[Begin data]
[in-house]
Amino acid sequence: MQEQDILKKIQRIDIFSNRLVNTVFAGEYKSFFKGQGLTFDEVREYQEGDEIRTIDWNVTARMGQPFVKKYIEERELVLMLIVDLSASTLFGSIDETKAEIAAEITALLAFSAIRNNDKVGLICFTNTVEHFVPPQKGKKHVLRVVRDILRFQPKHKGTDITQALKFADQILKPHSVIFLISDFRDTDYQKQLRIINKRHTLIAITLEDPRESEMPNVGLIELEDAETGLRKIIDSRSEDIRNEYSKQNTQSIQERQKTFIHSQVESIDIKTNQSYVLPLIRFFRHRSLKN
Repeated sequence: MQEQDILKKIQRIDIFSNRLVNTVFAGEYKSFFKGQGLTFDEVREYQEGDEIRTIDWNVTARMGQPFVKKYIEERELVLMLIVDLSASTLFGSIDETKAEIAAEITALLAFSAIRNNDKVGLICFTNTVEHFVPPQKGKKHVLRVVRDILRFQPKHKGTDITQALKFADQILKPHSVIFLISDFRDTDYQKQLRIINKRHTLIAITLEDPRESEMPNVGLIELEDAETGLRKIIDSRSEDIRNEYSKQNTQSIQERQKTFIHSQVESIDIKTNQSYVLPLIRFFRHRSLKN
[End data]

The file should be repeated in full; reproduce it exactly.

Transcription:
[in-house]
Amino acid sequence: MQEQDILKKIQRIDIFSNRLVNTVFAGEYKSFFKGQGLTFDEVREYQEGDEIRTIDWNVTARMGQPFVKKYIEERELVLMLIVDLSASTLFGSIDETKAEIAAEITALLAFSAIRNNDKVGLICFTNTVEHFVPPQKGKKHVLRVVRDILRFQPKHKGTDITQALKFADQILKPHSVIFLISDFRDTDYQKQLRIINKRHTLIAITLEDPRESEMPNVGLIELEDAETGLRKIIDSRSEDIRNEYSKQNTQSIQERQKTFIHSQVESIDIKTNQSYVLPLIRFFRHRSLKN
Repeated sequence: MQEQDILKKIQRIDIFSNRLVNTVFAGEYKSFFKGQGLTFDEVREYQEGDEIRTIDWNVTARMGQPFVKKYIEERELVLMLIVDLSASTLFGSIDETKAEIAAEITALLAFSAIRNNDKVGLICFTNTVEHFVPPQKGKKHVLRVVRDILRFQPKHKGTDITQALKFADQILKPHSVIFLISDFRDTDYQKQLRIINKRHTLIAITLEDPRESEMPNVGLIELEDAETGLRKIIDSRSEDIRNEYSKQNTQSIQERQKTFIHSQVESIDIKTNQSYVLPLIRFFRHRSLKN